Here’s something I’ve not seen tried yet elsewhere: a look at how the watercolour illusion (see three posts back) appears when reversed out, black to white.
Update 16/12/12: My mistake! Here’s a report of an earlier study that does include reversal of the illusion. It’s by Aula Dostoevsky and Ken Knolbauch.
In the original effect, as seen to left, islands with two-tone outlines seem tinted with the colour of the inner tone, if lighter than the outer, and otherwise appear (as in the lower figure) whiter than the background.
Sure enough, as seen centre, the effect is still there, but a bit weaker, when exactly the same two-tone outlines are placed on black. The upper interiors, which seemed tinted on white, appear (to my eye) blacker than the black background. The lower interior, which looked whiter than background on white, now appears tinted. In other words, on white the haze spreads from the paler outline, when the darker outline encloses it, whereas on black, the haze spreads from the darker outline, and when enclosed by a paler outline.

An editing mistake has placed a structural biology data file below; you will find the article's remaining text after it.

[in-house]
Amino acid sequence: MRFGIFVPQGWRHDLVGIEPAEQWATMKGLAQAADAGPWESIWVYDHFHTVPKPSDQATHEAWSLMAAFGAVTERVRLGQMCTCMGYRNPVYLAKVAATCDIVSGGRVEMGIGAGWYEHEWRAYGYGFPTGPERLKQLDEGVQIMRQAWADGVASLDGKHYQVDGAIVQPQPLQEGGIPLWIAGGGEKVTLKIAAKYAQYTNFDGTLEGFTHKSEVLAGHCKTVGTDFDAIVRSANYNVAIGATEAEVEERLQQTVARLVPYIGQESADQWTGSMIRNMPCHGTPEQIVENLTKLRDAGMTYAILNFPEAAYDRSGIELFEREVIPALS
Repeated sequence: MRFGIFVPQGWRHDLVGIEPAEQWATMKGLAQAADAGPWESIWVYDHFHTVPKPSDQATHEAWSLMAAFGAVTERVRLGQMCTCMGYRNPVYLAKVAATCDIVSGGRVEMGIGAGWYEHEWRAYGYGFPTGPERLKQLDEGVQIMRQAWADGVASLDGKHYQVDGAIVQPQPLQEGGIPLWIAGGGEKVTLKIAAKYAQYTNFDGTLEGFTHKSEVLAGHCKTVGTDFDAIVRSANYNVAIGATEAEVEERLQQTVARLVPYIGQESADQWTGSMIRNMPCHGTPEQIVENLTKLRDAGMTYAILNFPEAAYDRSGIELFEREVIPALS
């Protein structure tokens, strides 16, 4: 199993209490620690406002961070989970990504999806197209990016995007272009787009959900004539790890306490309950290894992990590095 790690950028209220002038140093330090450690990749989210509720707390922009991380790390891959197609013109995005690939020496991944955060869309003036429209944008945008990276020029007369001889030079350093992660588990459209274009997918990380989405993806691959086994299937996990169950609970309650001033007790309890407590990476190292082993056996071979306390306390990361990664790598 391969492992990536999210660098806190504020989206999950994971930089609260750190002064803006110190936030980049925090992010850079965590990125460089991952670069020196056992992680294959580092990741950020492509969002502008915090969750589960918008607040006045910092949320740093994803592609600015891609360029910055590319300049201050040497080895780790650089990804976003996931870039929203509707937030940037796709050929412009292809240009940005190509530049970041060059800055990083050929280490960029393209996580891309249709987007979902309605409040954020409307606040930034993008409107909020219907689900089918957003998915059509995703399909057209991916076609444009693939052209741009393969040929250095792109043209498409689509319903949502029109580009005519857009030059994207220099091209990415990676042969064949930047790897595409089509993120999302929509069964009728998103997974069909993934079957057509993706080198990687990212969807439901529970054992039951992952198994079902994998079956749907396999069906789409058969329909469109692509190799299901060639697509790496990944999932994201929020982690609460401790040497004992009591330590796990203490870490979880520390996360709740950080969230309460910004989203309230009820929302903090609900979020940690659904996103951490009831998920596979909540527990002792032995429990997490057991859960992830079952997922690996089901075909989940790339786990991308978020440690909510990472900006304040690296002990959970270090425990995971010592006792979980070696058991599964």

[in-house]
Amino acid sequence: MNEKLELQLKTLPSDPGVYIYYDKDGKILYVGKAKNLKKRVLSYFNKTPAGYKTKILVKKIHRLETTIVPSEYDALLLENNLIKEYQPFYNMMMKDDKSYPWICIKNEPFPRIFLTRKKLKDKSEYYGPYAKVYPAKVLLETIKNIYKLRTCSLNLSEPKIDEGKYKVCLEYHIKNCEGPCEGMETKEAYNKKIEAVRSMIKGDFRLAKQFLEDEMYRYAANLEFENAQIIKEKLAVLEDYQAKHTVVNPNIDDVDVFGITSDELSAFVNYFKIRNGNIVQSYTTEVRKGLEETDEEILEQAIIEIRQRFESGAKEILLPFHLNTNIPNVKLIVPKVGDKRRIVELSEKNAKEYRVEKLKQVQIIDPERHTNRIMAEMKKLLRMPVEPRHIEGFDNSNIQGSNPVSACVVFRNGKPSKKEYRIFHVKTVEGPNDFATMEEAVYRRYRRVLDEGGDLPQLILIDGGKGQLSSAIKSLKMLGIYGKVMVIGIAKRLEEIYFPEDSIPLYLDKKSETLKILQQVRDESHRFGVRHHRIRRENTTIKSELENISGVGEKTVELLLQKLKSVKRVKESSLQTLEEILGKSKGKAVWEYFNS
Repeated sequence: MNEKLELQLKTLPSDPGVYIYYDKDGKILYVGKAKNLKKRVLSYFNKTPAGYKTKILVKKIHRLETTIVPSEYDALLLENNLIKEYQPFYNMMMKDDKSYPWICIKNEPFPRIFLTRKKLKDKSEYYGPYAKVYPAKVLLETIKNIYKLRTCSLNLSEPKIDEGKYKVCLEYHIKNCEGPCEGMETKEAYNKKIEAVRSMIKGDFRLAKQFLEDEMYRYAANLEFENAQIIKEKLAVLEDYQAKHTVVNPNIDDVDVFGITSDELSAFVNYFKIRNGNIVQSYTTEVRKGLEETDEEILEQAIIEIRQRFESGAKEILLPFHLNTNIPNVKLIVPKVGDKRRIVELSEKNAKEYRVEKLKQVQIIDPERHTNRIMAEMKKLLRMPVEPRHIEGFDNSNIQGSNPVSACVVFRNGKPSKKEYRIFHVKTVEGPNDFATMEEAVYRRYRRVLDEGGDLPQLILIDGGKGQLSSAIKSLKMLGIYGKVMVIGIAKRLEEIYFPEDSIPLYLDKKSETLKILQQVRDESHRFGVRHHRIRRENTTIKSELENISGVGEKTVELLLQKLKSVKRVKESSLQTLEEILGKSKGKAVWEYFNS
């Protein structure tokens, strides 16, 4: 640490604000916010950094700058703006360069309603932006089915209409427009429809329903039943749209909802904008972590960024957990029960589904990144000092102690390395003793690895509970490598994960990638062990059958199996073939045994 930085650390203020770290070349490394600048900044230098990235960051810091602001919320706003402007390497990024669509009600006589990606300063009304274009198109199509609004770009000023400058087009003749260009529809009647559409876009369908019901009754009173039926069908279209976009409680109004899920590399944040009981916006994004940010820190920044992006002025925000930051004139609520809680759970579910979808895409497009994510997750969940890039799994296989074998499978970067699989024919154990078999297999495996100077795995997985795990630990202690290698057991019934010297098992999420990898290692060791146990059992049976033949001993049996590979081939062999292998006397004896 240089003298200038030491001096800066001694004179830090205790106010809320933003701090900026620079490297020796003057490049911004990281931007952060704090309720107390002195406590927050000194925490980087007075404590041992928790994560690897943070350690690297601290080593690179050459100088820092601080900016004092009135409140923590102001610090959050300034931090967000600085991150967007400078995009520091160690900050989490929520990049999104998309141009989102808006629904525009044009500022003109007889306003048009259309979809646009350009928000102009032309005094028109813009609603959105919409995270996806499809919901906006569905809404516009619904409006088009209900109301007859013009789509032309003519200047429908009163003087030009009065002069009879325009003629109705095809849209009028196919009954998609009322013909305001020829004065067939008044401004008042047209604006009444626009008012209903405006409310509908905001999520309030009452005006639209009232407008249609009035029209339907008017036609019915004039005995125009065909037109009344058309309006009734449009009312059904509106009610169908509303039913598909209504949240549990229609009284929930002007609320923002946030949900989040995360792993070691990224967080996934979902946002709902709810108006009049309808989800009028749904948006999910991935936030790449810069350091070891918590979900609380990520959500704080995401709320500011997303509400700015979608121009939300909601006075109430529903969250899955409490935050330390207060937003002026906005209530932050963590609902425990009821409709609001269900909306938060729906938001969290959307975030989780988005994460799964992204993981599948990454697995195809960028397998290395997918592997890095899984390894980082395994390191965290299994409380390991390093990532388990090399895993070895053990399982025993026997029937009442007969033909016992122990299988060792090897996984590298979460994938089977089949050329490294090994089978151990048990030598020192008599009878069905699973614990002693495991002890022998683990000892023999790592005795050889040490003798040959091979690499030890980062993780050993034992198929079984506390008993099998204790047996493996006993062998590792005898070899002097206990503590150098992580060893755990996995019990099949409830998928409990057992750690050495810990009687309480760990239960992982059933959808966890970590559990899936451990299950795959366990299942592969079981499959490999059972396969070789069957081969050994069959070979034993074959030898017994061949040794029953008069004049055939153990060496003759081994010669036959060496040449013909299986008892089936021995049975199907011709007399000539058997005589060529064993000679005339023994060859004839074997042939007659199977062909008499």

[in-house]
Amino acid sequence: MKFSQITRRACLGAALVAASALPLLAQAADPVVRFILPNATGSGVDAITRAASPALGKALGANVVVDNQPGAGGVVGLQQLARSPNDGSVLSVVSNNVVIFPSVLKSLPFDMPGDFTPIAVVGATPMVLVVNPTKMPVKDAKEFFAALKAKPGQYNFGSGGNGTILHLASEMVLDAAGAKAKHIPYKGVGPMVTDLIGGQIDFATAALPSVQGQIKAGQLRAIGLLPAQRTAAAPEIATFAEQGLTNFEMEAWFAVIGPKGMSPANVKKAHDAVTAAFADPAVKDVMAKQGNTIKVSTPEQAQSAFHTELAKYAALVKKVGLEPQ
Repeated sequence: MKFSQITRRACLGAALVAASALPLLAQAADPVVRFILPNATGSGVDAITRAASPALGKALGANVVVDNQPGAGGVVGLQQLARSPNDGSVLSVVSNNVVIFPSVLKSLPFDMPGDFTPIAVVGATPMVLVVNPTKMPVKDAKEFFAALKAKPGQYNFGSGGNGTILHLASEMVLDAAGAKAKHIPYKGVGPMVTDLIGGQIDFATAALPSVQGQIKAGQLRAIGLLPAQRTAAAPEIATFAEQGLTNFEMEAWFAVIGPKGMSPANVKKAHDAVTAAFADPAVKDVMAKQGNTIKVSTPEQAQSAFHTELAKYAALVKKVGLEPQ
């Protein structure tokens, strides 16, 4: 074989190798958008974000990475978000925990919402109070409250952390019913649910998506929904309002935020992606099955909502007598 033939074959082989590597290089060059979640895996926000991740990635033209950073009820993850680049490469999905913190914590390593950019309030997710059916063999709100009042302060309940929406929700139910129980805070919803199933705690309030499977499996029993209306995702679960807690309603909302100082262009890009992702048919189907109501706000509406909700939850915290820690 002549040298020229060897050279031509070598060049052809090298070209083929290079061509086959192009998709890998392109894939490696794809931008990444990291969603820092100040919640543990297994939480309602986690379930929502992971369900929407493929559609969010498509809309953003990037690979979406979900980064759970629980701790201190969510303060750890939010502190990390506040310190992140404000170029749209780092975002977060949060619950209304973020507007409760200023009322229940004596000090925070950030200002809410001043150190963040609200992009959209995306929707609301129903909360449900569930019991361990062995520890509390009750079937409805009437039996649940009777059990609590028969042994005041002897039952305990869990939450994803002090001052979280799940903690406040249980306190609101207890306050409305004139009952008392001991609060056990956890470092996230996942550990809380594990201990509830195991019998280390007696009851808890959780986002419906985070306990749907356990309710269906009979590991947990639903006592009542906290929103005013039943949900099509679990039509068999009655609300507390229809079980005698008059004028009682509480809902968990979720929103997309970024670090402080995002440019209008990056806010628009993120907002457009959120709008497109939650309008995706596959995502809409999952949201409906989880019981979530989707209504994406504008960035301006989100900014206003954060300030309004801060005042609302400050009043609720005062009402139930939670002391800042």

Consistent with that, to my eye, on the right when the colours of the two-tone outlines are reversed on black, the interior that appeared tinted in the centre lower figure appears blacker than background. The upper figures, with interiors blacker than background in the centre, look tinted to the right.
The effect is strongest for me in the three lower figures, looking across the whole image. (Ignoring the Santa figure, added for seasonal effect). For me the effect also works best slightly larger, so click on the figure to see a larger version.